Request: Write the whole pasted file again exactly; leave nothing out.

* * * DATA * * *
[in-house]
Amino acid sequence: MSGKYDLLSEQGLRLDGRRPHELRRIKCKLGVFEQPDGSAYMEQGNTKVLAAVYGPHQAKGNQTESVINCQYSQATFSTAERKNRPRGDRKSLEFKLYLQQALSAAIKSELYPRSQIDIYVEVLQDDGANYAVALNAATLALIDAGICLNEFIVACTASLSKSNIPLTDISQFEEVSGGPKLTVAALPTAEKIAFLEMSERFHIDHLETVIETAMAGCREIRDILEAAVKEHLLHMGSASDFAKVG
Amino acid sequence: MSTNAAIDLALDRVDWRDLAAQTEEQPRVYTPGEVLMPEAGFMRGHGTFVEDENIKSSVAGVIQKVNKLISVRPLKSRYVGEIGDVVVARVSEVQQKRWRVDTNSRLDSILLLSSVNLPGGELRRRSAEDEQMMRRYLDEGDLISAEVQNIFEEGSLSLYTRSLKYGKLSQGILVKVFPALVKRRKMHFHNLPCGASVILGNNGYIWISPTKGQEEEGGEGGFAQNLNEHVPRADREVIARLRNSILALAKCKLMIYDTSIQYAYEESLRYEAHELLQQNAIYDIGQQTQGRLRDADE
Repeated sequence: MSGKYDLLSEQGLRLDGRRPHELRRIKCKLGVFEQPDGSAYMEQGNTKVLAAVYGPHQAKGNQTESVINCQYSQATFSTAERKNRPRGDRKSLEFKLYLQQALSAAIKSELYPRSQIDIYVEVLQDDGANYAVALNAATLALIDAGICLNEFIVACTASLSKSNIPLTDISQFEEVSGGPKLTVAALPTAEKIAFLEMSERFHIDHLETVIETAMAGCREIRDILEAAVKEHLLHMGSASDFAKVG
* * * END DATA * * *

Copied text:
[in-house]
Amino acid sequence: MSGKYDLLSEQGLRLDGRRPHELRRIKCKLGVFEQPDGSAYMEQGNTKVLAAVYGPHQAKGNQTESVINCQYSQATFSTAERKNRPRGDRKSLEFKLYLQQALSAAIKSELYPRSQIDIYVEVLQDDGANYAVALNAATLALIDAGICLNEFIVACTASLSKSNIPLTDISQFEEVSGGPKLTVAALPTAEKIAFLEMSERFHIDHLETVIETAMAGCREIRDILEAAVKEHLLHMGSASDFAKVG
Amino acid sequence: MSTNAAIDLALDRVDWRDLAAQTEEQPRVYTPGEVLMPEAGFMRGHGTFVEDENIKSSVAGVIQKVNKLISVRPLKSRYVGEIGDVVVARVSEVQQKRWRVDTNSRLDSILLLSSVNLPGGELRRRSAEDEQMMRRYLDEGDLISAEVQNIFEEGSLSLYTRSLKYGKLSQGILVKVFPALVKRRKMHFHNLPCGASVILGNNGYIWISPTKGQEEEGGEGGFAQNLNEHVPRADREVIARLRNSILALAKCKLMIYDTSIQYAYEESLRYEAHELLQQNAIYDIGQQTQGRLRDADE
Repeated sequence: MSGKYDLLSEQGLRLDGRRPHELRRIKCKLGVFEQPDGSAYMEQGNTKVLAAVYGPHQAKGNQTESVINCQYSQATFSTAERKNRPRGDRKSLEFKLYLQQALSAAIKSELYPRSQIDIYVEVLQDDGANYAVALNAATLALIDAGICLNEFIVACTASLSKSNIPLTDISQFEEVSGGPKLTVAALPTAEKIAFLEMSERFHIDHLETVIETAMAGCREIRDILEAAVKEHLLHMGSASDFAKVG